"A Christmas Story" didn't get much notice when it came out in 1983. But now it's one of the quintessential holiday movies, and a must-see at Christmastime. HOOOOO HOOOOO HOOOO...
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1 of 1 people found the following review helpful
5.0 out of 5 stars A seasonal Christmas classic, Oct. 20 2007
By 
bernie "xyzzy" (Arlington, Texas) - See all my reviews
(TOP 100 REVIEWER)   
This review is from: A Christmas Story (DVD)
This is a collection of tales as they are recollected by a person thinking back on their childhood one Christmas. It has all the exudations with its ups and downs.

Ralphie Parker (Peter Billingsley) spots a "Daisy Brand Red-Ryder BB" 200-shot Carbine with compass, in the window of a story and fantasizes on how to get it for Christmas. Will he succeed? And if so will he shoot his eye out?

I had one of those Davie Crocket hats when I was a kid. There were lots of other items and actions that I could relate to. However my wife likes the watering method used by Melinda Dillon (mother) around the trophy. And she likes the way the mother conserved electricity by turning it off. I could see her snickering through the corner of my eye. I am not sure I should have bought this one. It may prove fatal to any window plans.

A not on aspect ratio:
There are several aspect ratios and the term wide screen vs. full screen does not begin to address the various widths. And the width is important in many cases however it has no bearing on the number of stars given for the content of the movie. Most sources say that this product was released with 1.85:1 ratio.

There was a remake of "A Christmas Story" floating around but it lacks a lot of the originality of this one.
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1 of 1 people found the following review helpful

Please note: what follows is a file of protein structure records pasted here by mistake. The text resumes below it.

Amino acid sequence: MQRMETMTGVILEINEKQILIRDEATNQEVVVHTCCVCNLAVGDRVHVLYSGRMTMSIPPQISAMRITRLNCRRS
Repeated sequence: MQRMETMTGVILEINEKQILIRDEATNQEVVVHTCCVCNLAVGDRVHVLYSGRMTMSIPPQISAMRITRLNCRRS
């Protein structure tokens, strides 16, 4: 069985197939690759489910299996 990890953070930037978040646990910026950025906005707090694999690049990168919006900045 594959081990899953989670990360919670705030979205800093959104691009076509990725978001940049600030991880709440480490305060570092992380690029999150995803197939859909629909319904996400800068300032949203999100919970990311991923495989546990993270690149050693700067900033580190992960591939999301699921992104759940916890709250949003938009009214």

4.0 out of 5 stars The Moose Hole - The Perfect 'Christmas Story' for Everyone, Dec 28 2003
"You'll shoot your eye out, kid."
With those six simple words not only were dreams of an Official Red Ryder Carbine-Action Two-Hundred-Shot Range Model Air Rifle altered forever, so were the normal holiday movie traditions of Americans across the country. As popular as this feature is today, this did not take hold until quite recently. When A Christmas Story opened in theaters back in 1983, the studio that produced the film had no confidence in it, thus launching the film in only 886 theaters. By the end of its run, the film pulled in a disappointing $19 million and its television rights had been sold off quickly without a second thought. It wasn't until the TNT television network began to offer numerous viewings of the classic holiday comedy over the festive season did the film begin to finally be accepted by the masses. Now A Christmas Story has joined the ranks of such other yuletide treasures as It's a Wonderful Life and A Charlie Brown Christmas as a true staple of this special time of year.
The story fellows the adventures of a young boy set against the Christmas holiday in the 1940's as he dreams of the perfect holiday gift. Ralphie Parker is like any other typical young boy in the 1940's but there is something that does set him apart from the rest of the pack. His aspirations for an Official Red Ryder Carbine-Action Two-Hundred-Shot Range Model Air Rifle, the one item that he believes to be the perfect Christmas present. Unfortunately for young Ralphie, he faces stern opposition from his mother who believes the toy will "shoot his eye out". He receives no help from his father who is too busy holding off the Bumbus hounds or shouting at the furnace, so Ralphie seeks to find higher help for his cause, the big man himself: Santa Claus. But even this last splint of hope is dashed to pieces with those devastating words coming from the "jolly" fat man himself, "You'll shoot your eye out, kid." All hope seems lost for poor Ralphie but if only he knew what Christmas Day would bring! The plot for A Christmas Story is one of the most wonderful concepts ever attempted in a holiday feature film and what makes it so memorable is the fact that many elements, no matter how elaborated, can be related by one family or another in some point in their lives.